The death of celebrity chef Anthony Bourdain on Friday and fashion designer Kate Spade earlier in the week spotlights the importance of recognizing potential warning signs when someone intends to end their life.
The attention is needed, especially now.
When a high-profile person dies by suicide, the "celebrity-suicide effect" can lead to a rise in copycat deaths. In the four months after Robin William’s took his own life in 2014, there was a 10% increase — almost 2,000 additional suicides — recorded.
There is already a rise in suicide rates in the US, increasing more than 25% since 1999. Suicide was the 10th leading cause of death in 2015, according to the US Centers for Disease Control and Prevention.
Suicide rates are also rising worldwide, with some one million people dying annually from suicide. The World Health Organization estimates a global suicide rate of one death every 40 seconds, which by 2020 they predict will increase to one every 20 seconds.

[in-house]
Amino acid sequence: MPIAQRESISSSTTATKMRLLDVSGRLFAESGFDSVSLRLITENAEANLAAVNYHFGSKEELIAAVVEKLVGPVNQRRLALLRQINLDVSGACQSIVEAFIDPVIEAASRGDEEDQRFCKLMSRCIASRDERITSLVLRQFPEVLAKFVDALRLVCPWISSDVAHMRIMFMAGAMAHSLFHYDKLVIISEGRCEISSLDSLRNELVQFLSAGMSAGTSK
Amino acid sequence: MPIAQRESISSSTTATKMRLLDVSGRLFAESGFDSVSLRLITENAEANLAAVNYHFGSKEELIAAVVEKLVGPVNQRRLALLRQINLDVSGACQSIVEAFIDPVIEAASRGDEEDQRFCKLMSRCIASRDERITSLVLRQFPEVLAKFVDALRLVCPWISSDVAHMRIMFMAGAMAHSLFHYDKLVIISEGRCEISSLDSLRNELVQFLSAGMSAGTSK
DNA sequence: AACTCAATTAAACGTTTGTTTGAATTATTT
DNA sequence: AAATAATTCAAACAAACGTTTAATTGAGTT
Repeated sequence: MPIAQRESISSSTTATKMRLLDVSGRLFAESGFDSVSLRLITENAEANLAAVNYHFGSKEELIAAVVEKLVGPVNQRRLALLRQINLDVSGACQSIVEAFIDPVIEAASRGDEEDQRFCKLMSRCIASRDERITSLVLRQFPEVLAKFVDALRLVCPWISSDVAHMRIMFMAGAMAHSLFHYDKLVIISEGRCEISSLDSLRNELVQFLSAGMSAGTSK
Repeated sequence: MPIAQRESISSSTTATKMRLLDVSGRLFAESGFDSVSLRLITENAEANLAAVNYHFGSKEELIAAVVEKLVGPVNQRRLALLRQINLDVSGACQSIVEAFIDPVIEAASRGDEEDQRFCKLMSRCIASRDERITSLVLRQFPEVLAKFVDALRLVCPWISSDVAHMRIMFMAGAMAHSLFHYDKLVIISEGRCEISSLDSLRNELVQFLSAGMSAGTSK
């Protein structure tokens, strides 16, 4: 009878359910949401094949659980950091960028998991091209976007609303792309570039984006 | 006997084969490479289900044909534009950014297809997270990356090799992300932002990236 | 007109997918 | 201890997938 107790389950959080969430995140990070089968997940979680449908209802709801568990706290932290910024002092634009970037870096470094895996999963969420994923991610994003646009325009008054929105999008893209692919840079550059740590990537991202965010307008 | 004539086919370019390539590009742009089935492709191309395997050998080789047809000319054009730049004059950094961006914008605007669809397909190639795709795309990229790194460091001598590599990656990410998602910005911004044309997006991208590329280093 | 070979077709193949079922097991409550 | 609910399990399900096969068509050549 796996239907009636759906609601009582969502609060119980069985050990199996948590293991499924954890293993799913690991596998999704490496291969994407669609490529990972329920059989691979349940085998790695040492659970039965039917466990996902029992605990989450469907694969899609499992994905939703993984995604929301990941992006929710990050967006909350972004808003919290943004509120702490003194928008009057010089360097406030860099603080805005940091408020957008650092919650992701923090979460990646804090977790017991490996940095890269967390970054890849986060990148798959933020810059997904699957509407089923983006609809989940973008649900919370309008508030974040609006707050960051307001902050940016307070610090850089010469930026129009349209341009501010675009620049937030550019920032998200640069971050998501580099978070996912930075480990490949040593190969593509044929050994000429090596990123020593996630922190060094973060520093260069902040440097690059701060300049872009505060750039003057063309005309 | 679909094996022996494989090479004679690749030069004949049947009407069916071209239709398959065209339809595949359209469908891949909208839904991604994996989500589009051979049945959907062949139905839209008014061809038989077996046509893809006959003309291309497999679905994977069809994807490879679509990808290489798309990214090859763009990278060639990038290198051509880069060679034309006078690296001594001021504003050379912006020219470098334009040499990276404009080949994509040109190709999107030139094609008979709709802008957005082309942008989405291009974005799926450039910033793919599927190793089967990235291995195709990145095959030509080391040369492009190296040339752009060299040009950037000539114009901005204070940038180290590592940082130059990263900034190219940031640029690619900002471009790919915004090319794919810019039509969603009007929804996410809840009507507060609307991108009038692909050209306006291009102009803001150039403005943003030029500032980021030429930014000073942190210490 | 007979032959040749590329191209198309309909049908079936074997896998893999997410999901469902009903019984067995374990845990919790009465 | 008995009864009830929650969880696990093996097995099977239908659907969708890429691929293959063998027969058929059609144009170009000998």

If you or someone you know might be at risk of suicide, there are ways to help:
Call 1-800-273-8255 to reach the National Suicide Prevention Lifeline. It provides free and confidential support 24 hours a day, seven days a week for people in suicidal crisis or distress. You can learn more about its services here, including its guide on what to do if you see suicidal language on social media. You can also call 1-800-273-8255 to talk to someone about how you can help a person in crisis. For crisis support in Spanish, call 1-888-628-9454.
For the TrevorLifeline, a suicide prevention counseling service for the LGBTQ community, call 1-866-488-7386.
Text HOME to 741741 to have a confidential text conversation with a trained crisis counselor from Crisis Text Line. Counselors are available 24/7. You can learn more about how the texting service works here.
For online chat, the National Suicide Prevention Lifeline provides a confidential chat window, with counselors available 24/7.
Boys Town also provides counselors for youth-specific online chat at this link. It is available every Monday through Friday between 6 p.m. and midnight in the Central time zone.
Getting help around the world
For support outside of the US, a worldwide directory of resources and international hotlines is provided by the International Association for Suicide Prevention. You can also turn to Befrienders Worldwide.
Another way to help is by supporting the nonprofits that provide suicide counseling, prevention and education. Volunteers are needed, and some train to become counselors.
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